Lifehacks for When a Robot Wants Your Job

share save 171 16 - Lifehacks for When a Robot Wants Your Job

BNN Bloomberg | Nisha Gopalan and Andy Mukherjee | Jul 14, 2018

Fintech becoming increasingly prioritized - Lifehacks for When a Robot Wants Your Job(Bloomberg Opinion) -- Can’t code, or speak Bahasa? Didn’t go to school with a CEO’s son or daughter? A robot will take your trading seat. Read on if you want to save your job.

The threat from automation is in the flows part of banks’ global markets business, the most important chunk of the biggest division of investment banking. Investment banks garner 70 percent of their revenue from global markets, made up of trading stocks and bonds, as well as structuring derivatives products and financing; the remaining 30 percent comes from advisory services like shepherding M&As or helping companies raise equity and debt.

The higher-margin areas within markets — from structuring to swaps — is relationship-oriented, and therefore (relatively) safe from robot overlords. And it happens to be a big contributor to the 70 percent pie, especially in Asia, where commissions on equities and fixed-income trades are sinking fast, and language and client connections play a big role. Good news? Read on.

With the flows business comprising 51 percent of banks’ global markets revenue of $109.8 billion last year, according to Coalition data, automation of even vanilla trades is no small threat. Besides, the 30 percent advisory pie of investment banking revenue outside global markets only pays well when banks counsel on large cross-border transactions or underwrite big IPOs.

See:  Charlene Cieslik, Chief Anti-Money Laundering Officer of Coinsquare, Joins the National Crowdfunding & Fintech Association of Canada’s Advisory Group

In Asia, the former is largely a Japanese game since China pulled the plug on deal-making by its overly ambitious conglomerates. And large share sales only happen in a few markets. India may be the second-biggest destination for cheap Xiaomi phones, but the Chinese firm’s Hong Kong IPO probably made more for banks than the entire Indian equity advisory industry will earn in fees this year, as a senior finance executive told one of us.

Desks have already shrunk, and will get smaller still. A decade from now all trading will be electronic. Last year, JPMorgan Chase & Co. Chairman Jamie Dimon famously boasted of a currency trader that made a $100 million bet via a cell phone. That’s the shape of things to come.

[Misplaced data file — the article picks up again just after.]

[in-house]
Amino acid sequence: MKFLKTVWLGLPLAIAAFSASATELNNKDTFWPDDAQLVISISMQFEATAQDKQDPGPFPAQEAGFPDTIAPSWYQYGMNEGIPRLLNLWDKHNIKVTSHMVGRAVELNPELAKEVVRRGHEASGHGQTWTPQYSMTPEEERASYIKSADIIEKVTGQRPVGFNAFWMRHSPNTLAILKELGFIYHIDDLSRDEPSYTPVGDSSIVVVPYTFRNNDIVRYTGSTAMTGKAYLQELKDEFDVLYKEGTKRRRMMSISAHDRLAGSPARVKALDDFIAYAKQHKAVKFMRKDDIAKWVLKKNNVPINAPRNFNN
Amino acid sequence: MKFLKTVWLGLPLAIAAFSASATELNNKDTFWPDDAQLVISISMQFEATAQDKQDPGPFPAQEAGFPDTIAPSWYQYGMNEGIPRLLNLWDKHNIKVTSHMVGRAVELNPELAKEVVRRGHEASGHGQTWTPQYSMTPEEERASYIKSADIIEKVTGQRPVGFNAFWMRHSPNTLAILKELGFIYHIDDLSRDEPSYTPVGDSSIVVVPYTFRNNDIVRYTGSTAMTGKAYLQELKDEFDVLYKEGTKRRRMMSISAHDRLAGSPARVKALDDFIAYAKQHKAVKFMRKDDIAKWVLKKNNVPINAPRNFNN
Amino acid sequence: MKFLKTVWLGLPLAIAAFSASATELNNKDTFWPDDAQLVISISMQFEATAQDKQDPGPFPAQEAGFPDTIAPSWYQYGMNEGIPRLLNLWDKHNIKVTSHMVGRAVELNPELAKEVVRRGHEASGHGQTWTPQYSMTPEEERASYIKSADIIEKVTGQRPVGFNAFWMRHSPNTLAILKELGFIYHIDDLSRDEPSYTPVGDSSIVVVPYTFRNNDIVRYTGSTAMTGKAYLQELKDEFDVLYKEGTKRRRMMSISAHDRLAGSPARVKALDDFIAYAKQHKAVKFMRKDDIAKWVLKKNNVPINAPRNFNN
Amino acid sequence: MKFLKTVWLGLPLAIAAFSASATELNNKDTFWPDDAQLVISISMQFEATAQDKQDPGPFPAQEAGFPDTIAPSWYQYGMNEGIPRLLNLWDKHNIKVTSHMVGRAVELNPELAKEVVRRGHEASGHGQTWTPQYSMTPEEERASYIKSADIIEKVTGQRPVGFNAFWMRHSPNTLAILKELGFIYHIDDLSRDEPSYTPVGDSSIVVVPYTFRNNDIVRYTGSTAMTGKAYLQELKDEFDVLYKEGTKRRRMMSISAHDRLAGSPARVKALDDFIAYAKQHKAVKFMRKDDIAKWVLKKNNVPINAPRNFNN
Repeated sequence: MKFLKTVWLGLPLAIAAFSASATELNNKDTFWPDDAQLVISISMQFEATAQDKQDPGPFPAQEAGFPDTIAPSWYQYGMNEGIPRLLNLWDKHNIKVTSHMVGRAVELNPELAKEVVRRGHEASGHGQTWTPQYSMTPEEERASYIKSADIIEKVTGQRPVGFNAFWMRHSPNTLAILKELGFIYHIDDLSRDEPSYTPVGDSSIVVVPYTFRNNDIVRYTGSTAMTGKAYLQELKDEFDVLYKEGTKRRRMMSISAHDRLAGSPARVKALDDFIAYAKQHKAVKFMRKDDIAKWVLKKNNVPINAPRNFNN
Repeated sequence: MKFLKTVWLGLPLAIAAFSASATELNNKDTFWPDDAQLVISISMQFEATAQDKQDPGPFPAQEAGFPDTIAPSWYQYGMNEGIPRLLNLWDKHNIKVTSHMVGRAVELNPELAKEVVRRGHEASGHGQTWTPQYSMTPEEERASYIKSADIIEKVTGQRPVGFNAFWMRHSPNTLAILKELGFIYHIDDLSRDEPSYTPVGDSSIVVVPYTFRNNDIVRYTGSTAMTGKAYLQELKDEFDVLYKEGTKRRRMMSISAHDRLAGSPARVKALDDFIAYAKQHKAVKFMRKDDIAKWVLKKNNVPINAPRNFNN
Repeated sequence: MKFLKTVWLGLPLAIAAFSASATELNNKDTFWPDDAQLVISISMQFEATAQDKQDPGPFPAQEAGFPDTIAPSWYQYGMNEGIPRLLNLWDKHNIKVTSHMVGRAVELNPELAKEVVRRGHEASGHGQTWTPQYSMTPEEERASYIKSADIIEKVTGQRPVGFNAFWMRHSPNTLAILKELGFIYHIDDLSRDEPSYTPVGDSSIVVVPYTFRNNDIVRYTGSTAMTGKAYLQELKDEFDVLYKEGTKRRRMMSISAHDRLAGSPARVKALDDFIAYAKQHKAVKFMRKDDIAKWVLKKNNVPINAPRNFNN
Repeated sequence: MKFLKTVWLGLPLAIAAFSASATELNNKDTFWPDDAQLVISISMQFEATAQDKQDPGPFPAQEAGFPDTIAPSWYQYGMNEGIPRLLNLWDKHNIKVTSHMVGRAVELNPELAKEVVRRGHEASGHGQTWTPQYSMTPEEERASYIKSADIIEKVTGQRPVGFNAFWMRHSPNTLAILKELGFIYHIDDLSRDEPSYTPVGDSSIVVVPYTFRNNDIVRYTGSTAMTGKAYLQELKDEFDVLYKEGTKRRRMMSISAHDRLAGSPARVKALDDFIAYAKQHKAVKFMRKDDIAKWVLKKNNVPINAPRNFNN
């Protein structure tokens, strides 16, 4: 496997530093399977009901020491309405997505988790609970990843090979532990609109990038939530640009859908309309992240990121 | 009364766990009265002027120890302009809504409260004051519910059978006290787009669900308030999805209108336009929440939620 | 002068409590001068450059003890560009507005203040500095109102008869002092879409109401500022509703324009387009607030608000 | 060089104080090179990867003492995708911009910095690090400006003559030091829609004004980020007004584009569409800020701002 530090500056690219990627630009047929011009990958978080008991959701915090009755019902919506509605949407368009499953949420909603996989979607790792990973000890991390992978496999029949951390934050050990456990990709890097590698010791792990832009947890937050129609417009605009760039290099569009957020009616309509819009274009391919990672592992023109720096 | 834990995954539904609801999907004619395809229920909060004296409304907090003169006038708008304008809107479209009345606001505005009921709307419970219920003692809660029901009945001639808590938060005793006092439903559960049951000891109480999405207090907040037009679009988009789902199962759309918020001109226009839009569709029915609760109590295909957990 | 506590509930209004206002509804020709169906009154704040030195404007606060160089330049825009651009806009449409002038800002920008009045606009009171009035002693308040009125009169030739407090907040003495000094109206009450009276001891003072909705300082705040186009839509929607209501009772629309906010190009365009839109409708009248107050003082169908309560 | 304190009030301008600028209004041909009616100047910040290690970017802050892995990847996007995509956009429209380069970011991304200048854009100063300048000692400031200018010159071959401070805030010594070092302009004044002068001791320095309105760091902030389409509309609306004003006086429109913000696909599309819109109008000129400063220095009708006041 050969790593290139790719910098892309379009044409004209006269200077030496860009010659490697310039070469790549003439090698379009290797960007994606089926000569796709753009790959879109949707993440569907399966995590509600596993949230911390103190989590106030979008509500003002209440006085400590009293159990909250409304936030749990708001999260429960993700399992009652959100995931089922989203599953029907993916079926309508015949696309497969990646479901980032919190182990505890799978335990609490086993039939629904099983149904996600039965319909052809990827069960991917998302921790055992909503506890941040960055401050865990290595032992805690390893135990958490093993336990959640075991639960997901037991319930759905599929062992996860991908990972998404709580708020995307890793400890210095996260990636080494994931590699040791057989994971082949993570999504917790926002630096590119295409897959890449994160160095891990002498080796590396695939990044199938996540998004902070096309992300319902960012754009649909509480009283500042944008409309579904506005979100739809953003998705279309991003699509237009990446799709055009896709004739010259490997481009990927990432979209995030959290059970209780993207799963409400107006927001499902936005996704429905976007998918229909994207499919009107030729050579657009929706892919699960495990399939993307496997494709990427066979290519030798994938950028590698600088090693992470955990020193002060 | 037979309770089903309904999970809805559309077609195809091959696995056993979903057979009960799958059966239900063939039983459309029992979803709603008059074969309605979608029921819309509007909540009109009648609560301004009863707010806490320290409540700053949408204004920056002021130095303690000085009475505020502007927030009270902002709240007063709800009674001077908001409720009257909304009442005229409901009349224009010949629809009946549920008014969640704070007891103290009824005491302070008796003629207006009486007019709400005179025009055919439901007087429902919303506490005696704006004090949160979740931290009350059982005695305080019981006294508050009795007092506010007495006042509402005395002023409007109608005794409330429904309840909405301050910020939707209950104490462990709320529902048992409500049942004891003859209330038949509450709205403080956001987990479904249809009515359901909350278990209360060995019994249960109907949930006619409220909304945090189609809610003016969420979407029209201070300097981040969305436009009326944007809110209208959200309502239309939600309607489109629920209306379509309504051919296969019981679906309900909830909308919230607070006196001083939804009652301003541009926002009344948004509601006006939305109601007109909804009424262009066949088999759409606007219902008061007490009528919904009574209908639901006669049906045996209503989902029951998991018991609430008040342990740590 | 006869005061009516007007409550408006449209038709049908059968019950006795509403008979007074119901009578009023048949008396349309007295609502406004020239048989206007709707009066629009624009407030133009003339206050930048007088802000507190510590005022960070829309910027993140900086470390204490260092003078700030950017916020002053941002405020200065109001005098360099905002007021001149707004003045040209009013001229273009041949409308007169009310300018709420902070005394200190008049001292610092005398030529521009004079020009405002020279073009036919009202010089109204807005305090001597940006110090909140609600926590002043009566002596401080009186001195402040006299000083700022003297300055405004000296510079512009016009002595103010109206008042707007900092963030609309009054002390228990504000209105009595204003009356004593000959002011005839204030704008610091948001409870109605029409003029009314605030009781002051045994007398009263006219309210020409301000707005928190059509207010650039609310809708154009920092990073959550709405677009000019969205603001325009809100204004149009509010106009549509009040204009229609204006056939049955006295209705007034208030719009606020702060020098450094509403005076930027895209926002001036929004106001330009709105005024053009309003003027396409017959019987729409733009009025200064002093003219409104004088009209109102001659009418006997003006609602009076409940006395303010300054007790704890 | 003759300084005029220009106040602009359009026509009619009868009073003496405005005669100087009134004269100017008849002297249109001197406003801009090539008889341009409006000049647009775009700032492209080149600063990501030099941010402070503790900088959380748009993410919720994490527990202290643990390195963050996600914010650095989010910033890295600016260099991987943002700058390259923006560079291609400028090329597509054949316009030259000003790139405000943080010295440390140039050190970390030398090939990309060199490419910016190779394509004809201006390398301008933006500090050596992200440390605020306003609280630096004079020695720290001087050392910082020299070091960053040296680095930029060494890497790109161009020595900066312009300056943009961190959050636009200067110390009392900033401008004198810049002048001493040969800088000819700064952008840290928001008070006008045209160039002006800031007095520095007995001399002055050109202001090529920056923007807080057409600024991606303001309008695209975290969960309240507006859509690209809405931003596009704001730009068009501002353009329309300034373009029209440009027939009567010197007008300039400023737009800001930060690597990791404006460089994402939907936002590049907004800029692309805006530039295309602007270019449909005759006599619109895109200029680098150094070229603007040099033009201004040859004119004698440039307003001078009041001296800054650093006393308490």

In contrast to the early days of the 2008 financial crisis, when tech was culled to cut costs, digital upgrades are now seen as both an operational necessity and a strategic differentiator. Tech spending in global-markets divisions of investment banks has risen to $16.5 billion at the 12 institutions Coalition canvassed, from $13.8 billion in 2013. A chunk of that is maintenance of bulky legacy systems, but Amrit Shahani, a London-based research director at Coalition, says large Wall Street and European banks are each spending around 10 percent, or a giddy $1 billion of their annual revenue, to stay relevant.

Chief technology officers are pushing for even bigger budgets. Their teams are the financial coders who’ve created bespoke systems for Goldman Sachs Group Inc. and the like and who are increasingly sitting on trading floors so that precious minutes aren’t wasted talking to someone in Bangalore when a huge deal blows up. Contract workers from third-party firms like PageGroup Plc’s Michael Page and Robert Walters Plc are getting seconded for a few years to help run trading floors smoothly. Headhunters say a $155,000 salary (excluding bonuses) for someone with eight years’ experience isn’t uncommon in Hong Kong, for instance. It’s not exactly banker comp, but it’s rising much faster.

Beyond the coders are the bankers-cum-traders-cum-tech thinkers.

See:  The world’s new oil and AI’s imminent impact on the future of Fintech

Nomura Holdings Inc. in February hired Jezri Mohideen, a former senior trader at Royal Bank of Scotland Group Plc and Brevan Howard Asset Management, to be its global chief digital officer for investment banking. Based in Dubai, part of his job is to set up artificial-intelligence labs and merge the old and new worlds of asset custody.

Talk to any senior banker or trader and they’ll tell you there’s a lot of soul-searching going on amid threats from fintech and blockchain. The challenges are even more pressing for consumer and private banks, as well as in some corners of corporate lending such as trade finance.

Barclays Plc’s wealth management and investment operations head in the U.K. is Dirk Klee, previously at UBS Group AG’s wealth arm in technology and digital services. Singapore’s DBS Group Holdings Ltd. CEO Piyush Gupta is using open-application-programming interfaces to blur the boundaries between payments and commerce. If he doesn’t do it, Ant Financial’s Alipay or upstarts such as ride-hailing service PT Go-Jek Indonesia surely will. In trade finance, using blockchain to retire paperwork older than Shakespeare’s “Merchant of Venice” is a project both Singapore and Hong Kong are working on.